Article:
This helped to eliminate the practice of drivers prove commercial vehicle safety through a multi-
holding CDLs in multiple states. States retained faceted approach which includes regulation,
their right to issue and control drivers’ licenses in education, and partnering with stakeholders such as
accordance with minimum national standards for federal, state, and local enforcement agencies, and
driver knowledge and skills competence. From the other traffic safety professionals. It conducts multi-
time that the CMVSA was passed in 1986, the total ple safety programs focusing on border and inter-
number of large trucks registered in the United national safety, commercial driver licensing, and
States has almost doubled, and the total number of safety and education outreach. The CDL program
vehicle miles traveled by those trucks has nearly is among FMCSA’s key programs and serves to de-
tripled.7 This safety-oriented legislation has been velop, monitor, and support compliance with fed-
successful. Despite the significant increase in the eral commercial driver licensing standards for
numbers of large trucks on the road, the fatal crash drivers, carriers and states.10
rate per million miles traveled had fallen to 1.79 by
7 “Large Truck and Bus Crash Facts 2008: Early Release” Analysis Division, 09 FMCSA.dot.gov. 2009, Federal Motor Carrier Safety Administration. 13
Federal Motor Carrier Safety Administration FMCSA-RRA-09-052 Octo- January 2009 <http://www.fmcsa.dot.gov/about/aboutus.htm>.
ber 2009. 10 Information concerning other key FMCSA programs can be located at
8 “Large Truck and Bus Crash Facts 2008: Early Release” Analysis Division,
Federal Motor Carrier Safety Administration FMCSA-RRA-09-052 Octo- htm.
viii COMMERCIAL DRIVERS’ LICENSES
B E G I N N I N G W I T H T H E C M V S A in 1986, the own state. The federal regulations address this uni-
federal government attempted to correct the lack of formity and require security measures that make
uniformity in commercial driver licensing across the fraudulent or forged CDLs easier to identify.
country. Logically, a driver licensed in Virginia who While CDLs may vary somewhat in appearance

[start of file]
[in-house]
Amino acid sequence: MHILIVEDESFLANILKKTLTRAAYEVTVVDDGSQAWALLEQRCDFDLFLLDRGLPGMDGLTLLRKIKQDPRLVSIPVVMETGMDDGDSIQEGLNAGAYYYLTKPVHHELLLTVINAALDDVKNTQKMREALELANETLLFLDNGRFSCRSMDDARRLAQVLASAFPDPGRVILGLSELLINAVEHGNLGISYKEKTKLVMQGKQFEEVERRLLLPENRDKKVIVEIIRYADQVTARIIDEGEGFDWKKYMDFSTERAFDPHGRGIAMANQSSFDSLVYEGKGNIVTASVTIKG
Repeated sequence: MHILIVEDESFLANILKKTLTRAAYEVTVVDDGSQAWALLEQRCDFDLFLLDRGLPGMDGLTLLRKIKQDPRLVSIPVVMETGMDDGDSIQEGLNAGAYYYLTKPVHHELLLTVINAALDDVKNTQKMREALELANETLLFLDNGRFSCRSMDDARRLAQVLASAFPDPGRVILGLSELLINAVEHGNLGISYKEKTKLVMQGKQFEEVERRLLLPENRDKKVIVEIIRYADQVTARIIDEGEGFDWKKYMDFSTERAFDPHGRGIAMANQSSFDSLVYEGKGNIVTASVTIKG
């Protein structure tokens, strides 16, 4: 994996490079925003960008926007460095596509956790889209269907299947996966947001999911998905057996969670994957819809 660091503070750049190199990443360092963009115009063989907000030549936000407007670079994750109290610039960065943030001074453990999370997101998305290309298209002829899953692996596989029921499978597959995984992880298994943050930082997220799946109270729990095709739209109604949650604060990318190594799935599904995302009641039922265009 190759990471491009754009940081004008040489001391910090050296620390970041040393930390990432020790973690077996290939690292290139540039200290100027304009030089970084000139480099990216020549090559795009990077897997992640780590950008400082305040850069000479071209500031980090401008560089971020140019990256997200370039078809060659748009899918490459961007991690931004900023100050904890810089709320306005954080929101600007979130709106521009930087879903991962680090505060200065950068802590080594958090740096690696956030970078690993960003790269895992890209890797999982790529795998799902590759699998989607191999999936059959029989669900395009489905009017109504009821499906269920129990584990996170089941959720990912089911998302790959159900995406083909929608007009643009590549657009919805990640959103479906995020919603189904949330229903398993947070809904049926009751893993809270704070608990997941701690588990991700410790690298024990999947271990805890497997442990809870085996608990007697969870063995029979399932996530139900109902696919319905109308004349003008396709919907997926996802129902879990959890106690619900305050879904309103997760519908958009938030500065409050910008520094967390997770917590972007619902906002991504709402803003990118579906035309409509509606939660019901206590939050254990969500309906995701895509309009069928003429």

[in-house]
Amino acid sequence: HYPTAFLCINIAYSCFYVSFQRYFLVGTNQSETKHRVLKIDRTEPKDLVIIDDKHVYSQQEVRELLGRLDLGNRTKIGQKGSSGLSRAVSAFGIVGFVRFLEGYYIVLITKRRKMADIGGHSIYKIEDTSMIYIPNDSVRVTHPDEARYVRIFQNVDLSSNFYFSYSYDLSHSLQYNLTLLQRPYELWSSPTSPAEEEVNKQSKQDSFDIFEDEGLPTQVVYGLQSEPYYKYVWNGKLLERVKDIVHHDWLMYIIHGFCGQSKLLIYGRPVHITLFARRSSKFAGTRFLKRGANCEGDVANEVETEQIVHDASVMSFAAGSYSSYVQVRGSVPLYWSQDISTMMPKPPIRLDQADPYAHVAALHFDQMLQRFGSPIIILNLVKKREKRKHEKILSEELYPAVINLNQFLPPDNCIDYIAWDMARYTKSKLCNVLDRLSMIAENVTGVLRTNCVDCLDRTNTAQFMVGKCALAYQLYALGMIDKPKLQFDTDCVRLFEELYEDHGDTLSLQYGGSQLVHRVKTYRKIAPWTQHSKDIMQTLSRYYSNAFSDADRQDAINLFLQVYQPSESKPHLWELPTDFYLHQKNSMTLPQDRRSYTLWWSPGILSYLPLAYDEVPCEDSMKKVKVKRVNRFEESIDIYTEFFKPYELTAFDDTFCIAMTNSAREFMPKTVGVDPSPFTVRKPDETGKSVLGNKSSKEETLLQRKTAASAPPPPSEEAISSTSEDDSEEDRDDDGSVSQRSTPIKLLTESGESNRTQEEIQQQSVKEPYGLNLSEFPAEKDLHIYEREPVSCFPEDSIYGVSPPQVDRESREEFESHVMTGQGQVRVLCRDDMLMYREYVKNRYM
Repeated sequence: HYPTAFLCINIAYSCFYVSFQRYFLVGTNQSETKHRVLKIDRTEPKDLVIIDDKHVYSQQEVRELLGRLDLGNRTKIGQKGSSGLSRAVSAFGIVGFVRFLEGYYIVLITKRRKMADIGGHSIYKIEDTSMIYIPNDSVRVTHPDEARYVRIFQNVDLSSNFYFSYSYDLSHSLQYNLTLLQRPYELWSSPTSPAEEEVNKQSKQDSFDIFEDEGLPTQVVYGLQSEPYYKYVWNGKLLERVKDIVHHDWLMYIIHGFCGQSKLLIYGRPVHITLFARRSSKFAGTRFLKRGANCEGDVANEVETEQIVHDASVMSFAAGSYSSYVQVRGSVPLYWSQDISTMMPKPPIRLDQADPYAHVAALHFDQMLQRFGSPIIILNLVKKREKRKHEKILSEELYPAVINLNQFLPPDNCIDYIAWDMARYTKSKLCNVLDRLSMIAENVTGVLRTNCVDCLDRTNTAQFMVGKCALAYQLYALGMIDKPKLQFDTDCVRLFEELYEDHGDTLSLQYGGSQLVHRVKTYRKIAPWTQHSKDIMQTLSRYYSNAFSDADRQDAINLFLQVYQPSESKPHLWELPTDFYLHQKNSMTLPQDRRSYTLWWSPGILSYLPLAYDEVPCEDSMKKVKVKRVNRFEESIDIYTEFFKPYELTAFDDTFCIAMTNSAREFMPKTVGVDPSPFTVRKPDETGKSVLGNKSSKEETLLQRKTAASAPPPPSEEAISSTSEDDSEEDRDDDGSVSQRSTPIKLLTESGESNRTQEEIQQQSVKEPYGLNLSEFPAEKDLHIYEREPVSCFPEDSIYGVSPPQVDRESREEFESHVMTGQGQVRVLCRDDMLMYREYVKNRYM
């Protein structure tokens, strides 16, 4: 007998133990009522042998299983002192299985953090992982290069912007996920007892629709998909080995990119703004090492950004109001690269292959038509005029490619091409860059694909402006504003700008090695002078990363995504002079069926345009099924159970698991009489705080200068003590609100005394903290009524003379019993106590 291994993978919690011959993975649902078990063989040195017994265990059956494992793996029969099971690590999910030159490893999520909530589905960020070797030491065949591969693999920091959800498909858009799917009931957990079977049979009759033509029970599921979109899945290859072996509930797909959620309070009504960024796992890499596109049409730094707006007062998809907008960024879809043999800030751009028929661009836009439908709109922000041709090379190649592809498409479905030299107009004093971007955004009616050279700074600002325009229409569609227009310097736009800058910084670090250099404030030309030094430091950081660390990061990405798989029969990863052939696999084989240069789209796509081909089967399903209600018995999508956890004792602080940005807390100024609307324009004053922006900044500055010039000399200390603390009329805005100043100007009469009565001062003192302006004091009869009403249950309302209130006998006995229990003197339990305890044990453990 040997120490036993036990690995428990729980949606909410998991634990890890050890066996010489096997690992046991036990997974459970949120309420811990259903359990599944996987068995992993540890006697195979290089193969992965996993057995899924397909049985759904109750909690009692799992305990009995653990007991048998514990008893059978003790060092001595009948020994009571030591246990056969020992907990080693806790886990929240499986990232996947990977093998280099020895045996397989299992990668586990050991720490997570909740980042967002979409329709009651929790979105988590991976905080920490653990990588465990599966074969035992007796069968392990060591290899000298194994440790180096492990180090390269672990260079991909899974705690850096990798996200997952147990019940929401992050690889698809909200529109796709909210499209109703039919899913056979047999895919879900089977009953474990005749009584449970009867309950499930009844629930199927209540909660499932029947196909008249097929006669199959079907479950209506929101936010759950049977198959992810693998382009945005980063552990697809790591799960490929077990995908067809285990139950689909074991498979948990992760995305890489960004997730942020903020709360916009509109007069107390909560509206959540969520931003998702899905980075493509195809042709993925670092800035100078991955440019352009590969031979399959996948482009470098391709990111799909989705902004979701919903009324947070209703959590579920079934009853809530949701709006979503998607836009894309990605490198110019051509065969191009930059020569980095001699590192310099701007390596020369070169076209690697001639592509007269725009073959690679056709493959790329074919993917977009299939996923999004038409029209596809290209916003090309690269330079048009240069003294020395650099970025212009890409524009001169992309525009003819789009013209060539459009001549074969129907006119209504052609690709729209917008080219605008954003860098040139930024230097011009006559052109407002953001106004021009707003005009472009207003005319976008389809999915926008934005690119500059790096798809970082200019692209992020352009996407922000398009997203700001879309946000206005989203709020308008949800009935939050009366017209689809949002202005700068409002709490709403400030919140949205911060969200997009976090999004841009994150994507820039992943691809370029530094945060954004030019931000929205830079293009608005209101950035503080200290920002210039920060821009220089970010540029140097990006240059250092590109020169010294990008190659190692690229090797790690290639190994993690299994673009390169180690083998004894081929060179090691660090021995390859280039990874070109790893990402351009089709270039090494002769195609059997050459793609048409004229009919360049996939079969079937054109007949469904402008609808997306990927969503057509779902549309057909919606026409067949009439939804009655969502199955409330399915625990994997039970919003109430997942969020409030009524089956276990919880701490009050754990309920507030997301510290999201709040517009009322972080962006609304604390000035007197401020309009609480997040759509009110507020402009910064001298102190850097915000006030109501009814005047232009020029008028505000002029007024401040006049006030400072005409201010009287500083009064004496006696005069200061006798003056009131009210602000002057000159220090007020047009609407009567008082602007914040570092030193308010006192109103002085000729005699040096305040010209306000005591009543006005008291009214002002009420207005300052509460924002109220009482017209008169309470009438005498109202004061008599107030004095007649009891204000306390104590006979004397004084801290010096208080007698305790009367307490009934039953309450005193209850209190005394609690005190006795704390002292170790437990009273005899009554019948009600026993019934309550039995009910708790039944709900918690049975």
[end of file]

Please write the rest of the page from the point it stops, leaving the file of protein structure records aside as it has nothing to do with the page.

wants to drive through Texas should possess the from state to state, all CDLs are required to promi-
same basic skills and qualifications that the State of nently display important identifying descriptors
Texas requires of its own CDL holders. Similarly, a pursuant to 49 CFR 383.153. The license must pro-
California law enforcement officer should be able vide the driver’s full name, mailing or residence ad-
to examine a CDL from Florida and find the same dress, and signature. The face of the license will also
basic information that appears on a CDL from his display a photograph of the driver as well as the dri-
ver’s CDL number
from the issuing state.
The CDL must indi-
cate the group(s) of ve-
hicles that the driver is
authorized to operate
and any special en-
or restrictions. Finally,
the CDL must clearly
show if the holder is a
driver. With very few
exceptions, drivers are
prevented by federal
law from holding more
than one CDL at any
49 CFR 383.21 (2010).
COMMERCIAL DRIVERS’ LICENSES 1
CDLIS revoked or canceled and if he is otherwise disquali-
fied from holding a CDL.12 If a state has issued a
prior CDL to the applicant, that state can provide
One of the many changes brought about by the all relevant history to the state requesting the in-
1986 CMVSA was the inception of a more accurate formation on the driver. Each time a state issues a
method of keeping comprehensive driver history CDL it will add that record into the CDLIS cen-
records. The move was necessitated by the dis- tral site.
jointed and often incomplete records kept by indi- The type of information that should be reported
vidual states. Too often, conviction records were to CDLIS is governed by 49 CFR 383 and 384. The
available only in the state where the traffic violation reported record should include the driver’s name,